|McNeal looking forward to a career change — retirement|
|Monday, October 21, 2013 12:05 AM|
BY NANCY SPENCER
McNeal has served with the Delphos Fire and Rescue Department since 1978, first at a part-time EMT and finally as fire chief.
Public service runs in his family.
“My dad was a volunteer firefighter in Spencerville and my great-uncle, Paul Klinger, was a fire chief in Delphos,” McNeal explained.
The Lima Senior grad’s interest in being an EMT was sparked by a buddy he reunited with while serving in the Air Force in Germany in 1976.
“I ran across an old friend while in the service and when we got back stateside, we ran EMT for a private company in Arkansas,” he said.
Things were a little different back then.
“We had an old van with a cot in the back and a tackle box with first aid supplies,” McNeal recalled. “The tackle was also the seat for the guy in the back with the patient. You only had to be certified through the Red Cross.”
McNeal got an “easy out” of the service and found work in several places in Lima and Delphos before settling in at New Delphos Manufacturing.
“I decided to go to school to become and EMT and took the 3-to-4-month training, worked a couple hours in a hospital and passed the test,” McNeal said. “Then I used my VA money to go paramedic school.”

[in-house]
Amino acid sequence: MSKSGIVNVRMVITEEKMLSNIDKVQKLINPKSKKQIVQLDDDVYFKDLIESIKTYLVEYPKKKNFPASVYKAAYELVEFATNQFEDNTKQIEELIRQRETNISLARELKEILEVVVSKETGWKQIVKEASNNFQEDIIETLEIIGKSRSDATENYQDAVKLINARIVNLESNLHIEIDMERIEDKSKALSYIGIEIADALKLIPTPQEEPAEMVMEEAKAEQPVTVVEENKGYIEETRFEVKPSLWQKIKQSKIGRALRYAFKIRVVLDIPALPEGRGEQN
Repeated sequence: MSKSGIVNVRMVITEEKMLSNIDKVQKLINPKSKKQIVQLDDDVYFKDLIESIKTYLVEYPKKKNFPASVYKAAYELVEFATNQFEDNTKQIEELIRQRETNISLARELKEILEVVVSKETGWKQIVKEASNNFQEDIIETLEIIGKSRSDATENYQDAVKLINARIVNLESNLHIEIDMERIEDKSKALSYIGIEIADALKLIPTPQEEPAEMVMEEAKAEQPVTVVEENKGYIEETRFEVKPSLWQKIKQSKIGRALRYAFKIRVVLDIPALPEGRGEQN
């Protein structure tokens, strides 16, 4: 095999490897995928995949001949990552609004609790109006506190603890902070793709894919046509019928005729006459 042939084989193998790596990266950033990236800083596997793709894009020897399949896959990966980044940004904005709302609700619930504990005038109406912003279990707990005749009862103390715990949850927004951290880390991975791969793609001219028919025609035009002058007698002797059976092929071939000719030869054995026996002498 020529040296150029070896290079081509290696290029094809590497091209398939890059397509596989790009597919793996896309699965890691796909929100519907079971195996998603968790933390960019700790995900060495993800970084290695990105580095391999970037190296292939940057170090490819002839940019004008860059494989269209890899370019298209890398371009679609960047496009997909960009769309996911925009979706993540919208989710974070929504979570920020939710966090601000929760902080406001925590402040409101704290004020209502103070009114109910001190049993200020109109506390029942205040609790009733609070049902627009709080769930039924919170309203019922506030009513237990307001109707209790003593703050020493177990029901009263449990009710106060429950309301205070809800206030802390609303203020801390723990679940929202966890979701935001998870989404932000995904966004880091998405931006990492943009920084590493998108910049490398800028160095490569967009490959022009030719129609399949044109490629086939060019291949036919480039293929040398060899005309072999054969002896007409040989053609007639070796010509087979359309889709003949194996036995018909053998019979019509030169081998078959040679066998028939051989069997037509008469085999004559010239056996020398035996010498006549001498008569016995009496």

When several full-time openings came up in Delphos, McNeal talked it over with his wife, Sue, and they decided he should take the test.
“Chief John Clark talked to me and said I had to discuss it with my wife because my life would be very different,” McNeal said. “I would be working different hours and holidays. I made the right choice. New Delphos Manufacturing closed several years later and I was already in another career.”
Working as an EMT has its ups and downs. McNeal said it’s great when you can help someone and get to the hospital for treatment and it turns out well. Other times, it’s just not so.
“My first traffic accident was a young high school student who rolled his vehicle and was killed,” he said. “I just want to help people and its hard when you lose someone or can’t help them.”
McNeal’s has seen both life and death on the job and it’s changed him as a person, a husband and a father.
“This is the best job; it’s the worst job. We see people at their very worst and I’ve also helped five babies into the world,” he said. “My first code was a small infant about 6 weeks old. My middle son was about 1 week old at the time. From then on, I would go in my children’s rooms and check on them when I got home to make sure they were OK.”
Through it all, it’s the drive to help that got him through.
“We don’t have jobs like a lot of people,” he said. “You get that call at 2 o’clock in the morning and you don’t want to get out of bed but you get up and do your job because it’s what you do.”
McNeal was promoted to platoon chief in March 1992 and then chief in November 2002. He and his wife have three children and one grandchild. He’s already got a few plans for the next stage in his life.
“I’ll take some online classes to get out of the fire service and I’m looking forward to camping and babysitting the grandson,” McNeal said.